Risk trade under pressure

Today the risk trade continues to be under attack with the US dollar strengthening against other more emerging economies. As I have pointed out a few times in the past couple of months, the over-exuberance in emerging markets, commodities and their currencies, has been primarily speculation against the US dollar and not in response to increasing global demand or economic expansion. These sentiment driven speculations can be wild and reckless; capital protective strategies are needed.
A few key themes are slowly seeping into the collective consciousness at this point:
1. A flood of bonds for sale has driven existing bonds prices down and bond yields up over the past few weeks. This is pushing up rates across the curve.
2. Mortgage rates have followed suit and ballooned out. The Freddie Mac measure of U.S. 30-year mortgage rates shows that there has been a sharp 77 basis point increase in rates over the past three weeks, reaching a level of 5.59%. Other measures suggest an even larger increase. This is the highest level since November of last year.
3. Rate pressures have been equivalent to a 133bps rate hike by the Fed in the US and a 20bps rate hike by the BOC in Canada. The gap between the fed funds rate and the 30-year mortgage rate is now huge, with the release of the June data it will rise back towards record-high territory of around 5.39%. As recently as May 2007 it was less than 1.00%. So while fed fund rates are at record lows of just 0.00-0.25%, mortgage rates have managed to very significantly decouple from the central bank’s actions. This has effectively removed a significant portion of the stimulus efforts for recovery that the governments have been working to implement.
4. Although rates still may seem relatively low on a historic basis, it is the absolute increase in rates that has the hardest impact on over-levered companies and people. A loan rate of 5.6% may sound low, but not if you were levered to the max when rates spreads were 1%. It amounts to more than a 500% increase in carrying costs.
5. The next wave of mortgage resets and delinquent commercial loans are about to take another swipe at corporate earnings both for banks and most other companies. It’s very hard for any sector to escape the depth and breadth of this broad recession.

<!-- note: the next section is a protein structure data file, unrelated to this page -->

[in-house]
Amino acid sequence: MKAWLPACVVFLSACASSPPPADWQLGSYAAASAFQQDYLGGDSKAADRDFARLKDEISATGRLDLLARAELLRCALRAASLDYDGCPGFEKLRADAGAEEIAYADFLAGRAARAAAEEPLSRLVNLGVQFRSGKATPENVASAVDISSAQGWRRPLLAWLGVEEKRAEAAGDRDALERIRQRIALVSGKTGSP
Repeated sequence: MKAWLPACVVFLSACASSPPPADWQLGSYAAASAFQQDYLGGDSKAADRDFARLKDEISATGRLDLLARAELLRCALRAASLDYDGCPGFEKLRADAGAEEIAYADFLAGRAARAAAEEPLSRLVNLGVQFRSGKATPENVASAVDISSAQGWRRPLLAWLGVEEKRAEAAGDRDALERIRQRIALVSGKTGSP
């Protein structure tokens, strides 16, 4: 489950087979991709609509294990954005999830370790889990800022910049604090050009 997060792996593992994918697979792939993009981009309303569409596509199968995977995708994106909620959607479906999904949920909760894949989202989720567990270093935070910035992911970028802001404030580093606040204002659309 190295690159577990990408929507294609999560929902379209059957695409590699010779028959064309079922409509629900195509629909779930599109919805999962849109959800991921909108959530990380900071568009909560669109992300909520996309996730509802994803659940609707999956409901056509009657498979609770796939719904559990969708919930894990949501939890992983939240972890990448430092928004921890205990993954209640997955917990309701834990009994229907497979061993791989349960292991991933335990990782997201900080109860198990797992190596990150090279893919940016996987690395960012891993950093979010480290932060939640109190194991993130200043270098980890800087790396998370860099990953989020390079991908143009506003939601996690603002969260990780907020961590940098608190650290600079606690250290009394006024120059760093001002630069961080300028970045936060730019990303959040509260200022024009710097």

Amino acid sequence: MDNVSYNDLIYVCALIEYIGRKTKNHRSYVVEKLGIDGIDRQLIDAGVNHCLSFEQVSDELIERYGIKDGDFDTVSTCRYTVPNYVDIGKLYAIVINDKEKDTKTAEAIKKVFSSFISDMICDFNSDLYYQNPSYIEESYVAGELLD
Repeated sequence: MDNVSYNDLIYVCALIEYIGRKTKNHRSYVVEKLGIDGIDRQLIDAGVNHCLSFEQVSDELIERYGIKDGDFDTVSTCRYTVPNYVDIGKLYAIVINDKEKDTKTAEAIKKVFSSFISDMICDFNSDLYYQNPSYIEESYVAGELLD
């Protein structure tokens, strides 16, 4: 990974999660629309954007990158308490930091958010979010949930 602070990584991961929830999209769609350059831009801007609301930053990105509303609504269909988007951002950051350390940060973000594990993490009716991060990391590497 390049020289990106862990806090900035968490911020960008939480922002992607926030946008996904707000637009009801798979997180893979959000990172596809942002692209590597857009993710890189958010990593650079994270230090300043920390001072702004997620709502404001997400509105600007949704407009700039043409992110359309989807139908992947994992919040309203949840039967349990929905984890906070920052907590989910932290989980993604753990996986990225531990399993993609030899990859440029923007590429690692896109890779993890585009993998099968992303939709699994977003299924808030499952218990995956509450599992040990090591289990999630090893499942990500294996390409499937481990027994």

6. Responding to the falling US dollar, oil prices have risen more than 100% over the past several months, levying another substantial drag on the struggling economy.
7. Tax hikes will be needed to help support fiscal spending which has already been announced.
8. As the US dollar has weakened, export nations (like Canada and others) have been hit with another impediment to selling our goods—they are more expensive just when we desperately need them to be affordable.
9. Although there has been evidence of some inventory re-stocking over the past 3 months, we have so far not seen a confirmation in the transport sector. In other words, there has been a pick up in some orders but there has been no evidence of a pick up in shipments to end users. This is the reason that Dow Theory holds you need to see new highs in both the industrials and the transports to confirm an expansionary cycle. Re-stocking of inventories is not enough to signal a pick up in demand unless goods are also being shipped out. So far shipping, transports and rail are all pretty much at a standstill.
10. The airline industry has said that it is seeing twice the decline in world air travel this downturn as it did after 9/11. (read this sentence again-it is remarkable)
The net effect of these factors is likely to be a continued economic malaise and much slower economic recovery in 2010 than world stock markets have recently been pricing.
Gold meanwhile has broken down once again. Unless and until gold can make a run through $1000, inflation is not likely to be in the picture and rates are likely to stay at the lower end of the historic range. The longer-term effect of the stimulus spending may one day be inflation, but in the short and medium term, over the next couple of years, deflation and disinflation are likely to be still at the fore.
The stock and commodity markets seem ripe for a reality check in the weeks ahead. Price risk measures high once again.

This entry was posted in Main Page. Bookmark the permalink.

3 Responses to Risk trade under pressure

  1. Anonymous says:

    Bob Hoye has similar flags flying in his interview this last Sat morning on the “Money Talks” program hosted by Michael Campbell here in Vancouver. It will be interesting to see how this next turn around will unfold…..Wayne Bergman

  2. Anonymous says:

    Hi Danielle,
    In your last comment regarding commodities, do you include the agriculture sector in it as well?
    Andrea

  3. Anonymous says:

    Hi Danielle,
    Do you use seasonality as part of your process in determining the risk/reward of market conditions? It seems that a strong case could be made for using seasonality with technicals to trigger good entry and exit points. Of course it would be ludicrous to rely solely on seasonality but when combined with fundamentals and technicals the probabilities in making good trades appear to be greatly enhanced. Do you agree?
    Hope you're having a good weekend,
    Daryl

Leave a Reply

Your email address will not be published.